Looney said: “I have worked with Dev for decades and have seen first-hand the incredible contributions he has made to BP, most recently creating our gas and low carbon energy business and building first-class positions in solar, biofuels and offshore wind. He has always been a tireless champion and ambassador for BP around the world.”
It was confirmed later on Tuesday Sanyal is leaving to take up the role of chief executive of Vitol subsidiary Varo Energy from 1 January next year, overseeing the company's growth as it looks to evolve its business with the energy transition.
Varo claims it will look to leverage its asset base to capitalise on opportunities in renewable energy, from its existing biofuel business to hydrogen and decarbonisation initiatives, among other energy solutions.
"Dev has hands on experience of repositioning a business in the context of the energy transition," said Vitol chief executive Russell Hardy.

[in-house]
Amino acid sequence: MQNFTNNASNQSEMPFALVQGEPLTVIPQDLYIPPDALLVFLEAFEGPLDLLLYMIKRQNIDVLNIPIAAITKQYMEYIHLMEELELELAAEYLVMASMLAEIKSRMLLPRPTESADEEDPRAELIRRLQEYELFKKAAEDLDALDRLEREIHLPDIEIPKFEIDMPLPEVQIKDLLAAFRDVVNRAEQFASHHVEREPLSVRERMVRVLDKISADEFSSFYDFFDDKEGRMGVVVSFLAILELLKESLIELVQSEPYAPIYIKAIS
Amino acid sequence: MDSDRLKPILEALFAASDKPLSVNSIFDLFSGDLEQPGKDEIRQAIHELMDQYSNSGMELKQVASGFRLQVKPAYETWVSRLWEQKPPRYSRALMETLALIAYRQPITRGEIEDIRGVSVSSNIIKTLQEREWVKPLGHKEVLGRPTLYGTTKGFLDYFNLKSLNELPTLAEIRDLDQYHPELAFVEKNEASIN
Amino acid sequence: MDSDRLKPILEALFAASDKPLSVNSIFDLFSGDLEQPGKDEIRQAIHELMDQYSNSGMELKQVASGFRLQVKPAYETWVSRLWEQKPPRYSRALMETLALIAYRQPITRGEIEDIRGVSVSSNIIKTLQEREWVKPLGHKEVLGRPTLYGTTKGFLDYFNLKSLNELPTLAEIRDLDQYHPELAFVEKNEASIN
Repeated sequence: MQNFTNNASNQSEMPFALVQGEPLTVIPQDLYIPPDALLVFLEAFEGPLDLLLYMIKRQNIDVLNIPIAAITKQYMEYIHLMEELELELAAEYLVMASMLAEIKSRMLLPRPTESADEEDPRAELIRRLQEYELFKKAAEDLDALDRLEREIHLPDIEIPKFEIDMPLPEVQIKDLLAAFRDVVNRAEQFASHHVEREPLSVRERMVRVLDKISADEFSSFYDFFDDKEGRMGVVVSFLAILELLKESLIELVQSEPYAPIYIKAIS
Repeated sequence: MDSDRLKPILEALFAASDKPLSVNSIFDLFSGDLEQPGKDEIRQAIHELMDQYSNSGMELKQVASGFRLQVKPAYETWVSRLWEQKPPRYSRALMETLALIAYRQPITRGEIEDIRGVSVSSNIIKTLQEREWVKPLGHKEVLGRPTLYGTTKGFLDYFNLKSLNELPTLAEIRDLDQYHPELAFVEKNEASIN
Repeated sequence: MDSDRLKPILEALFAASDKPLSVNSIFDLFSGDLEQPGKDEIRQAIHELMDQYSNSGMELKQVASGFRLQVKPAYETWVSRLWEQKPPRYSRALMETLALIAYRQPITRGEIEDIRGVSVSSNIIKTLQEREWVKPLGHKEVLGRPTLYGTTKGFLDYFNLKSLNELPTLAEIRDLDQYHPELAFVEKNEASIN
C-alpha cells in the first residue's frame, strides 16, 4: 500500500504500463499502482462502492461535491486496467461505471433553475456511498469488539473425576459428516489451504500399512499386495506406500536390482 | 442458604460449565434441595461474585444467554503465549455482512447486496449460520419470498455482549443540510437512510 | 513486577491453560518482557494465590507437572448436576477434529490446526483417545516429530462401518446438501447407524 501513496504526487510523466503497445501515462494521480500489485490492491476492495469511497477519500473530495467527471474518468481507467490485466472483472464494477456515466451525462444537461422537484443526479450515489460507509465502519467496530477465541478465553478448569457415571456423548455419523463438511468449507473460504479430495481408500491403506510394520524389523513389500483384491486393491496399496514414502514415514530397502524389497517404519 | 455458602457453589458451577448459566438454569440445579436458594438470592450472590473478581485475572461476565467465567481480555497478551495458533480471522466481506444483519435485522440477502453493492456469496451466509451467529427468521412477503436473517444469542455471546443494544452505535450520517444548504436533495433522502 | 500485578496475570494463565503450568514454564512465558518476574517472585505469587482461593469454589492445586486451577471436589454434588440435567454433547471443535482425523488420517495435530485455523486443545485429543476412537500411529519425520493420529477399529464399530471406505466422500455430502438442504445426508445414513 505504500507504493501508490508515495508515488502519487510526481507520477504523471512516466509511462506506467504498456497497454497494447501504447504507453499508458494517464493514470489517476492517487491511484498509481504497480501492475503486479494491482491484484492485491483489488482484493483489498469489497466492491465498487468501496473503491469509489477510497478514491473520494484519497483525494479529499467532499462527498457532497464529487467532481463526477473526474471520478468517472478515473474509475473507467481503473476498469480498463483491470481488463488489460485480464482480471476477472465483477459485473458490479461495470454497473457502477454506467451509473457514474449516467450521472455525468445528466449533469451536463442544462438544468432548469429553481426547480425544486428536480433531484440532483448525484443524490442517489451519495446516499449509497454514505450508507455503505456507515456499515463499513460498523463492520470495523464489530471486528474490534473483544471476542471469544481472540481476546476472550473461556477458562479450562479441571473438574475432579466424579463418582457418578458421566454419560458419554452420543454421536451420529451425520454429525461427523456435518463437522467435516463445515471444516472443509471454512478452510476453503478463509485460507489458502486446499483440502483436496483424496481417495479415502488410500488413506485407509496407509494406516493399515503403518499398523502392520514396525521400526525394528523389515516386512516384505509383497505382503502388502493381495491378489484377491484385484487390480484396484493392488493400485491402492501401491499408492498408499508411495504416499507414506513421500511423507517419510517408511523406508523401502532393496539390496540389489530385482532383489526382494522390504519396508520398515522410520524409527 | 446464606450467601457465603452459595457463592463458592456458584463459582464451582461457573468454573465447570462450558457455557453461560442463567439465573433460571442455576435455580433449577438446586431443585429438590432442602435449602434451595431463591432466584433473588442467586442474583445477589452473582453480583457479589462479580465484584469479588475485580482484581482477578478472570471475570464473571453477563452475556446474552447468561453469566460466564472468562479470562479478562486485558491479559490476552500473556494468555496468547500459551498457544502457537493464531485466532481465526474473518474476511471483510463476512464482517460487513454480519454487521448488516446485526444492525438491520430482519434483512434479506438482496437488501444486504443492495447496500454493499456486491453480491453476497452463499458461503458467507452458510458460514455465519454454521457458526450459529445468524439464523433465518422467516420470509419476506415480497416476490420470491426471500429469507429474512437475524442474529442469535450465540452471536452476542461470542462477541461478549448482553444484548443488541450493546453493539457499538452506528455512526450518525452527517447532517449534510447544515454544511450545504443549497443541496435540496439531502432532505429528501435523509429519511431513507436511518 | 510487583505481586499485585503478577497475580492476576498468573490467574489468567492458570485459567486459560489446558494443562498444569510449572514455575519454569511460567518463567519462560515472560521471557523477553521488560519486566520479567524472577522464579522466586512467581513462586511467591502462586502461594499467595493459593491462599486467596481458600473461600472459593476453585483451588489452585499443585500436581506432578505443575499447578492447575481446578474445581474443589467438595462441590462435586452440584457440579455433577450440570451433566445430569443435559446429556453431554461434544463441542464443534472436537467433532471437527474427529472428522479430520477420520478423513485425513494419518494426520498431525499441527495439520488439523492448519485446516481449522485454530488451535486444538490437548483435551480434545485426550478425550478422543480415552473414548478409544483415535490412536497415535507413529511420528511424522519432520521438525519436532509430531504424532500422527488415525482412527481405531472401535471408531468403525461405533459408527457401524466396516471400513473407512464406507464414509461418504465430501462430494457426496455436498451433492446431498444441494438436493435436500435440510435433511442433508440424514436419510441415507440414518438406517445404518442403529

"We are delighted he is joining Varo and believe his track record and deep understanding of the complexities associated with the energy transition will enable Varo to capitalize on the opportunities ahead.”
Speaking on his appointment, Sanyal said he was was "honoured" to have been asked to lead Varo at a pivotal time in its energy transition.
"I look forward to accelerating the development of our renewable products business and taking advantage of the wealth of opportunities presented by the energy transition," said Sanyal.
"We have an excellent starting point with our outstanding infrastructure and logistics combined with a track record of technology, innovation and entrepreneurship. The journey to date and the ambition shown by Varo and its world class shareholders is incredibly compelling and I am excited by the company’s potential in a lower carbon future.”
Varo chief operating officer Julian Stoll will take up the role of interim chief executive until Sanyal officially joins the company next year.
Varo is based in Switzerland and operates across the downstream fuel supply chain with refining, storage, blending, distribution, sales and marketing assets.
It also holds a 51% stake in SilviCarbon, which invests in nature-based carbon removal projects.
(This article first appeared in Upstream's renewable energy sister publication Recharge on 14 September, 2021)